The McCarthy Era - The Red Scare of the 1950's

posted Feb 27, 2017 by Kathy Pinna
Tags: Political, 1950s
Attacking political opponents with unfair or unsubstantiated accusations is nothing new. Today's "fake news" may be more widespread but it is an old tactic - inuendo, making up stories, name calling, and accusing the press were part of the political tactics of Republican Senator Joseph McCarthy in 1950. Then, it was the "red scare" - McCarthy accused the State Department, President Truman's administration, the U.S. Army, and Hollywood of harboring U.S. citizens who were "Communist sympathizers." He also hunted down homosexuals (while his own closest advisor, a former mentor to our current President, was gay). Some of the accused committed suicide - thousands were blacklisted and could not find work. You may be surprised at the people who helped him ruin the lives of others (including a future President) but it was a courageous and respected journalist who called him out. Watch and listen to this video of Edward R. Murrow, in 1954, before McCarthy was censured - it resonates as well today as it did then. It is a powerful call to reason and justice.
Background Joseph McCarthy was a Republican Senator from Wisconsin, elected in 1947. He came to national prominence in 1950 when he claimed that there were Communists, communists spies, and Communist sympathizers in all levels of government. He began hearings to root them out. He was finally censured by the Senate in 1954 after he began attacking the Army and after a Senator committed suicide because of his hearings. Helping him were his chief counsel, Roy Cohn - an attorney, disbarred for misconduct in 1986 - who later became Donald Trump's attorney and his political mentor. Cohn also worked with another Trump mentor, Roger Stone, on Ronald Reagan's campaign for President in 1979 - 1980. He died of AIDS in 1986. Future Attorney General (and Presidential brother) Robert Kennedy was an assistant counsel on the same Senate committee.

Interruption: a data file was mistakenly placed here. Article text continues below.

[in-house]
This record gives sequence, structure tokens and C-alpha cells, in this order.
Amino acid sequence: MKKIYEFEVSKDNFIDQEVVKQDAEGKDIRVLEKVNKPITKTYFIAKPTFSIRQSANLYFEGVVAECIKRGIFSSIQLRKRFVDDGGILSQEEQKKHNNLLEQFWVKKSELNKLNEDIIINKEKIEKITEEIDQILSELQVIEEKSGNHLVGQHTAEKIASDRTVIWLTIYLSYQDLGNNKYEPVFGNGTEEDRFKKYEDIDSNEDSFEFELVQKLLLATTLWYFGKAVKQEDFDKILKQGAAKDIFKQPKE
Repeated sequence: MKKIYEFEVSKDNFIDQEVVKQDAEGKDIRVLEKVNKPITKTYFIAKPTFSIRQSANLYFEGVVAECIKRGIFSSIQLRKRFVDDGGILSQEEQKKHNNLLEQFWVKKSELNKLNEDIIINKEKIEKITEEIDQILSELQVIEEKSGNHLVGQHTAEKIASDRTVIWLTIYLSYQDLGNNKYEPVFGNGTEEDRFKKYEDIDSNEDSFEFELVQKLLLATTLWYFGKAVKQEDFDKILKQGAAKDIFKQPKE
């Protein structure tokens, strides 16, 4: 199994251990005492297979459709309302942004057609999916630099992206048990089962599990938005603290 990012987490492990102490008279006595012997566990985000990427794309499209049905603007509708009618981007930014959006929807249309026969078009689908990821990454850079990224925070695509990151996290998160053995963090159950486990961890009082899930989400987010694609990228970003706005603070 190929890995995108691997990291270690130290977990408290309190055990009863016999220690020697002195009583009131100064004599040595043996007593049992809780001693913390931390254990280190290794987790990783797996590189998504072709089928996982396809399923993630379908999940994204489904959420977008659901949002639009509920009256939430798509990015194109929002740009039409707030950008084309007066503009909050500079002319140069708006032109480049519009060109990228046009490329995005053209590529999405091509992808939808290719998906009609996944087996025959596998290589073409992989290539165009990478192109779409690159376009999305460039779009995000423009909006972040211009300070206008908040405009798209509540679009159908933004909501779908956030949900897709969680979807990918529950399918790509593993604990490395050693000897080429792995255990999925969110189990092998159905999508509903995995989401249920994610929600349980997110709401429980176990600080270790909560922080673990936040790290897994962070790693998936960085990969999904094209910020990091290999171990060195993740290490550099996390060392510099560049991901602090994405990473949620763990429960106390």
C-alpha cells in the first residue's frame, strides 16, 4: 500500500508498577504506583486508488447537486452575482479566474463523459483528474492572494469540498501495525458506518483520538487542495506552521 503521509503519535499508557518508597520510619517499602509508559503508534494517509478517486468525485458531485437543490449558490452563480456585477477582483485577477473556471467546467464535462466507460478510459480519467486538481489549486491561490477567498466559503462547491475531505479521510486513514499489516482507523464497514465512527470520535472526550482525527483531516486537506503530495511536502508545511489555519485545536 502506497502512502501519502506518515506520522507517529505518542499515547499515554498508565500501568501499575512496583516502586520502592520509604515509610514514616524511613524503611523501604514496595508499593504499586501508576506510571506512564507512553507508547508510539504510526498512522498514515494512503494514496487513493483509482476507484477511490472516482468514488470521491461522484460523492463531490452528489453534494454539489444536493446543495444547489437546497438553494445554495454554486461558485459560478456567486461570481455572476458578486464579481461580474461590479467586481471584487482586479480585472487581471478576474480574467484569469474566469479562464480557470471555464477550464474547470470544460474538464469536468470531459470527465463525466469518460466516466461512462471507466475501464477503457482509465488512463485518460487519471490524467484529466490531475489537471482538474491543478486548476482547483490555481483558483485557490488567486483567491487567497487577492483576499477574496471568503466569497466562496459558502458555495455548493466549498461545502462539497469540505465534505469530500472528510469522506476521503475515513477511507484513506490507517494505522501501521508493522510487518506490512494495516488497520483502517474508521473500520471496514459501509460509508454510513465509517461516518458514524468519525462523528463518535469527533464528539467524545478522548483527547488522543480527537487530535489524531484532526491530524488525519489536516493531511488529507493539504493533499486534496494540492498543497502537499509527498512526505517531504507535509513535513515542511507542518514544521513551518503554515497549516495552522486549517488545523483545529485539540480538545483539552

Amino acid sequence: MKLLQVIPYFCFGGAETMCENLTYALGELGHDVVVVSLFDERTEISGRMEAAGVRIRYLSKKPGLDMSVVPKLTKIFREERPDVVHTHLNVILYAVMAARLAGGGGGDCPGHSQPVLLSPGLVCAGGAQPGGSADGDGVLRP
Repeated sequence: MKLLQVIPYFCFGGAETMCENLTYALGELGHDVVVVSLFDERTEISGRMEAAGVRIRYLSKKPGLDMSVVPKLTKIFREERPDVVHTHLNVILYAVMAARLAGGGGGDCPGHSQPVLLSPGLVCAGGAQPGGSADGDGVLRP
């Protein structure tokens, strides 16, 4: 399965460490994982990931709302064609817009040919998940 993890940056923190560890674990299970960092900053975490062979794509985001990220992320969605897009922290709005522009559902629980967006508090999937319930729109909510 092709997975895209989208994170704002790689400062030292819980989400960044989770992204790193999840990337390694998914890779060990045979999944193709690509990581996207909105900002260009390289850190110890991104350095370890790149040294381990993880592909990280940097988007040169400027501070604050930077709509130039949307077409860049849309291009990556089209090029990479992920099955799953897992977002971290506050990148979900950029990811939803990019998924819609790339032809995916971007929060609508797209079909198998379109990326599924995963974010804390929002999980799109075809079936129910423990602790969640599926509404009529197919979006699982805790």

President Ronald Reagan, as president of the Screen Actors Guild, testified before the House Un-American Activities Committee in 1947, as did Walt Disney. Eventually, actors and screenwriters were blacklisted in Hollywood, leading to their being unemployable under their own names (or at all). The movie "Trumbo" portrays the life of screenwriter Dalton Trumbo during this time (he wrote, among many other screenplays, Exodus and Spartacus - actor Kirk Douglas, as a producer of the movie, insisted that he get credit for Spartacus).


J. Edgar Hoover, Director of the FBI, almost doubled his staff and efforts, which led to thousands of workers losing their jobs. The American Legion supported all of these efforts. Both conservatives and some liberals joined the "movement" - united by their opposition to "internationalism" (particularly the United Nations), opposition to social welfare programs, (particularly those established by Roosevelt's New Deal), and opposition to efforts to reduce inequalities in the social structure of the United States.

Sound familiar?

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